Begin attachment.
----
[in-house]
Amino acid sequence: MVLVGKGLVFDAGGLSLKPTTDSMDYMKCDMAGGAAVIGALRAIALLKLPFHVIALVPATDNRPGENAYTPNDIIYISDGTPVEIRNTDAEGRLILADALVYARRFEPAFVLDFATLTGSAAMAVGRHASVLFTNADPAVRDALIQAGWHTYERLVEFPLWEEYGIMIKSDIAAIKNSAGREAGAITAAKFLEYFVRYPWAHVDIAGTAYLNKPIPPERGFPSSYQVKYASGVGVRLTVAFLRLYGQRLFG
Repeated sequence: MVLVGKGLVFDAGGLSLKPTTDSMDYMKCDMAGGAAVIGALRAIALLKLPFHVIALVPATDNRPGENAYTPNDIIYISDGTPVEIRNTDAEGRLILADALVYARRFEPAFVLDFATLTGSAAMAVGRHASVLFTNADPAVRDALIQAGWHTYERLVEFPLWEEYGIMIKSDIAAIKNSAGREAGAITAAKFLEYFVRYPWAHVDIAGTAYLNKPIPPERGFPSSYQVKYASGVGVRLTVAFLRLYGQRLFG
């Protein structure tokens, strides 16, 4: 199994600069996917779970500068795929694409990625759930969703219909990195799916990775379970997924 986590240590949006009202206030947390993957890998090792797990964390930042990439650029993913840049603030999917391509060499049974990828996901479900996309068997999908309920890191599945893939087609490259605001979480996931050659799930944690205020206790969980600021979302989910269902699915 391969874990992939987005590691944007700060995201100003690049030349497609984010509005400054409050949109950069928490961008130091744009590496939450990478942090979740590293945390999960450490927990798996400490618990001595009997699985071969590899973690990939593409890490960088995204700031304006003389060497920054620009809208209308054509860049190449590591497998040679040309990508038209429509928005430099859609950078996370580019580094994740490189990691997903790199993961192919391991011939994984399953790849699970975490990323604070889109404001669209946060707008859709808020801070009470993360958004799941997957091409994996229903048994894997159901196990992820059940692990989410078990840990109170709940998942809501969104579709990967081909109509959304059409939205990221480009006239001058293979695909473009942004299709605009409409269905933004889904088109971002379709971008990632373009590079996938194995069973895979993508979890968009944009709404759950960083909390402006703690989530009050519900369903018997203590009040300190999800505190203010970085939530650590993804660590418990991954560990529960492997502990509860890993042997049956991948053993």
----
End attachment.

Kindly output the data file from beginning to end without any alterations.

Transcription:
[in-house]
Amino acid sequence: MVLVGKGLVFDAGGLSLKPTTDSMDYMKCDMAGGAAVIGALRAIALLKLPFHVIALVPATDNRPGENAYTPNDIIYISDGTPVEIRNTDAEGRLILADALVYARRFEPAFVLDFATLTGSAAMAVGRHASVLFTNADPAVRDALIQAGWHTYERLVEFPLWEEYGIMIKSDIAAIKNSAGREAGAITAAKFLEYFVRYPWAHVDIAGTAYLNKPIPPERGFPSSYQVKYASGVGVRLTVAFLRLYGQRLFG
Repeated sequence: MVLVGKGLVFDAGGLSLKPTTDSMDYMKCDMAGGAAVIGALRAIALLKLPFHVIALVPATDNRPGENAYTPNDIIYISDGTPVEIRNTDAEGRLILADALVYARRFEPAFVLDFATLTGSAAMAVGRHASVLFTNADPAVRDALIQAGWHTYERLVEFPLWEEYGIMIKSDIAAIKNSAGREAGAITAAKFLEYFVRYPWAHVDIAGTAYLNKPIPPERGFPSSYQVKYASGVGVRLTVAFLRLYGQRLFG
């Protein structure tokens, strides 16, 4: 199994600069996917779970500068795929694409990625759930969703219909990195799916990775379970997924 986590240590949006009202206030947390993957890998090792797990964390930042990439650029993913840049603030999917391509060499049974990828996901479900996309068997999908309920890191599945893939087609490259605001979480996931050659799930944690205020206790969980600021979302989910269902699915 391969874990992939987005590691944007700060995201100003690049030349497609984010509005400054409050949109950069928490961008130091744009590496939450990478942090979740590293945390999960450490927990798996400490618990001595009997699985071969590899973690990939593409890490960088995204700031304006003389060497920054620009809208209308054509860049190449590591497998040679040309990508038209429509928005430099859609950078996370580019580094994740490189990691997903790199993961192919391991011939994984399953790849699970975490990323604070889109404001669209946060707008859709808020801070009470993360958004799941997957091409994996229903048994894997159901196990992820059940692990989410078990840990109170709940998942809501969104579709990967081909109509959304059409939205990221480009006239001058293979695909473009942004299709605009409409269905933004889904088109971002379709971008990632373009590079996938194995069973895979993508979890968009944009709404759950960083909390402006703690989530009050519900369903018997203590009040300190999800505190203010970085939530650590993804660590418990991954560990529960492997502990509860890993042997049956991948053993």